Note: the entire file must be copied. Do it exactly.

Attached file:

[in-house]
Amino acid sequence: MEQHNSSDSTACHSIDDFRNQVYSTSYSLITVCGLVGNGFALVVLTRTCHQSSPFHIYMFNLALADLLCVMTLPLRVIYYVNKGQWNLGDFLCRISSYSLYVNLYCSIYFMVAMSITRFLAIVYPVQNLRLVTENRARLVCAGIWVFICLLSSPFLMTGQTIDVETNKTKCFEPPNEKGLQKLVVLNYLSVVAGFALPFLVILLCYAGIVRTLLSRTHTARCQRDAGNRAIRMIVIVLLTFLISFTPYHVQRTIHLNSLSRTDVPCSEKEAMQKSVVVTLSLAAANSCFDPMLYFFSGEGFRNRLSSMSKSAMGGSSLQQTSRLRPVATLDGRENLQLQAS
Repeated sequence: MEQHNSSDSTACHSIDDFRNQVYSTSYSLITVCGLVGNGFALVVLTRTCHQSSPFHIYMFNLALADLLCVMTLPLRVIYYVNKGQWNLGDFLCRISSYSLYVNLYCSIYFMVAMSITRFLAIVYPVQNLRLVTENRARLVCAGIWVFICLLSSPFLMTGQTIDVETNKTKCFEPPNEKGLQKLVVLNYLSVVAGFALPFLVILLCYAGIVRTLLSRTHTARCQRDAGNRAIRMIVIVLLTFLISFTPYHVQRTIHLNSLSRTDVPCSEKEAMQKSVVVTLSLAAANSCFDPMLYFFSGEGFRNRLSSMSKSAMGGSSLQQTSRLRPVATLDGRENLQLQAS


[in-house]
Amino acid sequence: MEQHNSSDSTACHSIDDFRNQVYSTSYSLITVCGLVGNGFALVVLTRTCHQSSPFHIYMFNLALADLLCVMTLPLRVIYYVNKGQWNLGDFLCRISSYSLYVNLYCSIYFMVAMSITRFLAIVYPVQNLRLVTENRARLVCAGIWVFICLLSSPFLMTGQTIDVETNKTKCFEPPNEKGLQKLVVLNYLSVVAGFALPFLVILLCYAGIVRTLLSRTHTARCQRDAGNRAIRMIVIVLLTFLISFTPYHVQRTIHLNSLSRTDVPCSEKEAMQKSVVVTLSLAAANSCFDPMLYFFSGEGFRNRLSSMSKSAMGGSSLQQTSRLRPVATLDGRENLQLQAS
Repeated sequence: MEQHNSSDSTACHSIDDFRNQVYSTSYSLITVCGLVGNGFALVVLTRTCHQSSPFHIYMFNLALADLLCVMTLPLRVIYYVNKGQWNLGDFLCRISSYSLYVNLYCSIYFMVAMSITRFLAIVYPVQNLRLVTENRARLVCAGIWVFICLLSSPFLMTGQTIDVETNKTKCFEPPNEKGLQKLVVLNYLSVVAGFALPFLVILLCYAGIVRTLLSRTHTARCQRDAGNRAIRMIVIVLLTFLISFTPYHVQRTIHLNSLSRTDVPCSEKEAMQKSVVVTLSLAAANSCFDPMLYFFSGEGFRNRLSSMSKSAMGGSSLQQTSRLRPVATLDGRENLQLQAS